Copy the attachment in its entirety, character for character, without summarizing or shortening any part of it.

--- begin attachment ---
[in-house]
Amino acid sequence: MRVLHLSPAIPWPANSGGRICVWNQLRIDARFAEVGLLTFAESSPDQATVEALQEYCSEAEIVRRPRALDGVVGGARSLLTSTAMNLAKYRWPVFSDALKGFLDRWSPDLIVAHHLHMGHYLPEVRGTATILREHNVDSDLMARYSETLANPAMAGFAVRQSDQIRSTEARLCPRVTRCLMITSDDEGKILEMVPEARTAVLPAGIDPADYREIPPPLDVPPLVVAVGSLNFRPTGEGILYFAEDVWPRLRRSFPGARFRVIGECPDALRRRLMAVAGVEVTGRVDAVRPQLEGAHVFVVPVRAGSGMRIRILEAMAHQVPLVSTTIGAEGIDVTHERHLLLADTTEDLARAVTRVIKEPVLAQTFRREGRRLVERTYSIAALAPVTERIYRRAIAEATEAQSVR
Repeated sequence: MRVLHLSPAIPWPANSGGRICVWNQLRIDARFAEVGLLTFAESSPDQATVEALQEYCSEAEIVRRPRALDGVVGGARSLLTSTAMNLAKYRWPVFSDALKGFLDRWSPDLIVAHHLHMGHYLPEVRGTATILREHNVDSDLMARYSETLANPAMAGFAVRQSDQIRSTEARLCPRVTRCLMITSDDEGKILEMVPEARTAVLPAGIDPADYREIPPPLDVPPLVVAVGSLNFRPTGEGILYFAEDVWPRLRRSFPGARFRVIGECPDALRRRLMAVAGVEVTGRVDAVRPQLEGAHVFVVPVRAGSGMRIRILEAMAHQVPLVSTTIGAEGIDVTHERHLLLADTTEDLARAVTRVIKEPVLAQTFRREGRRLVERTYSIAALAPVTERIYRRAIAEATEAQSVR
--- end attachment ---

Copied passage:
[in-house]
Amino acid sequence: MRVLHLSPAIPWPANSGGRICVWNQLRIDARFAEVGLLTFAESSPDQATVEALQEYCSEAEIVRRPRALDGVVGGARSLLTSTAMNLAKYRWPVFSDALKGFLDRWSPDLIVAHHLHMGHYLPEVRGTATILREHNVDSDLMARYSETLANPAMAGFAVRQSDQIRSTEARLCPRVTRCLMITSDDEGKILEMVPEARTAVLPAGIDPADYREIPPPLDVPPLVVAVGSLNFRPTGEGILYFAEDVWPRLRRSFPGARFRVIGECPDALRRRLMAVAGVEVTGRVDAVRPQLEGAHVFVVPVRAGSGMRIRILEAMAHQVPLVSTTIGAEGIDVTHERHLLLADTTEDLARAVTRVIKEPVLAQTFRREGRRLVERTYSIAALAPVTERIYRRAIAEATEAQSVR
Repeated sequence: MRVLHLSPAIPWPANSGGRICVWNQLRIDARFAEVGLLTFAESSPDQATVEALQEYCSEAEIVRRPRALDGVVGGARSLLTSTAMNLAKYRWPVFSDALKGFLDRWSPDLIVAHHLHMGHYLPEVRGTATILREHNVDSDLMARYSETLANPAMAGFAVRQSDQIRSTEARLCPRVTRCLMITSDDEGKILEMVPEARTAVLPAGIDPADYREIPPPLDVPPLVVAVGSLNFRPTGEGILYFAEDVWPRLRRSFPGARFRVIGECPDALRRRLMAVAGVEVTGRVDAVRPQLEGAHVFVVPVRAGSGMRIRILEAMAHQVPLVSTTIGAEGIDVTHERHLLLADTTEDLARAVTRVIKEPVLAQTFRREGRRLVERTYSIAALAPVTERIYRRAIAEATEAQSVR